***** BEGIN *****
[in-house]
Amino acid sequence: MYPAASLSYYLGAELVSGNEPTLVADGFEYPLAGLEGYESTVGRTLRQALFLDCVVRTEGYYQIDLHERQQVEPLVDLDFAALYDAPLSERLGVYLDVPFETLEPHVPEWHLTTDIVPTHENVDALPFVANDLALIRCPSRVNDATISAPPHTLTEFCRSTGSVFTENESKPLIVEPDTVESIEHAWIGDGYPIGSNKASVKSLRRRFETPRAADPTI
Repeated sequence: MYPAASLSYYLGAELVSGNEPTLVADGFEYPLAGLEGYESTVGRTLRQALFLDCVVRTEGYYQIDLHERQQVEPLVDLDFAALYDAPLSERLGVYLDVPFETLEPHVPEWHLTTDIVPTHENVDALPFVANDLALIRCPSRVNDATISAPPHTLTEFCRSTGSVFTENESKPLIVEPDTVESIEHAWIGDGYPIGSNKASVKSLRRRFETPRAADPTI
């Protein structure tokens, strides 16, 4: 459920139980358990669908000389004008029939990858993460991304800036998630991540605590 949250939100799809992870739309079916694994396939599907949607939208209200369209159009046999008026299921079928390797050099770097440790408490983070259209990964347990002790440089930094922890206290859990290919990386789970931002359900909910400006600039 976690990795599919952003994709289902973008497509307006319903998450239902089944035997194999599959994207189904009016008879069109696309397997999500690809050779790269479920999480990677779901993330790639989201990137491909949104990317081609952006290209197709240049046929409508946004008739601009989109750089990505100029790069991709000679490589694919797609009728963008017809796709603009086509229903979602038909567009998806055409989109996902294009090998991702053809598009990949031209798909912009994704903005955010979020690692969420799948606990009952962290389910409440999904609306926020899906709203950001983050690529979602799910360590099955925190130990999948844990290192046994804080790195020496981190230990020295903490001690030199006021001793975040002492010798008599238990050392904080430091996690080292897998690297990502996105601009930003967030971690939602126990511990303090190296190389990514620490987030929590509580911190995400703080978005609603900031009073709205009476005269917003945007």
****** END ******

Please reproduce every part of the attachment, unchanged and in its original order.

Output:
[in-house]
Amino acid sequence: MYPAASLSYYLGAELVSGNEPTLVADGFEYPLAGLEGYESTVGRTLRQALFLDCVVRTEGYYQIDLHERQQVEPLVDLDFAALYDAPLSERLGVYLDVPFETLEPHVPEWHLTTDIVPTHENVDALPFVANDLALIRCPSRVNDATISAPPHTLTEFCRSTGSVFTENESKPLIVEPDTVESIEHAWIGDGYPIGSNKASVKSLRRRFETPRAADPTI
Repeated sequence: MYPAASLSYYLGAELVSGNEPTLVADGFEYPLAGLEGYESTVGRTLRQALFLDCVVRTEGYYQIDLHERQQVEPLVDLDFAALYDAPLSERLGVYLDVPFETLEPHVPEWHLTTDIVPTHENVDALPFVANDLALIRCPSRVNDATISAPPHTLTEFCRSTGSVFTENESKPLIVEPDTVESIEHAWIGDGYPIGSNKASVKSLRRRFETPRAADPTI
């Protein structure tokens, strides 16, 4: 459920139980358990669908000389004008029939990858993460991304800036998630991540605590 949250939100799809992870739309079916694994396939599907949607939208209200369209159009046999008026299921079928390797050099770097440790408490983070259209990964347990002790440089930094922890206290859990290919990386789970931002359900909910400006600039 976690990795599919952003994709289902973008497509307006319903998450239902089944035997194999599959994207189904009016008879069109696309397997999500690809050779790269479920999480990677779901993330790639989201990137491909949104990317081609952006290209197709240049046929409508946004008739601009989109750089990505100029790069991709000679490589694919797609009728963008017809796709603009086509229903979602038909567009998806055409989109996902294009090998991702053809598009990949031209798909912009994704903005955010979020690692969420799948606990009952962290389910409440999904609306926020899906709203950001983050690529979602799910360590099955925190130990999948844990290192046994804080790195020496981190230990020295903490001690030199006021001793975040002492010798008599238990050392904080430091996690080292897998690297990502996105601009930003967030971690939602126990511990303090190296190389990514620490987030929590509580911190995400703080978005609603900031009073709205009476005269917003945007």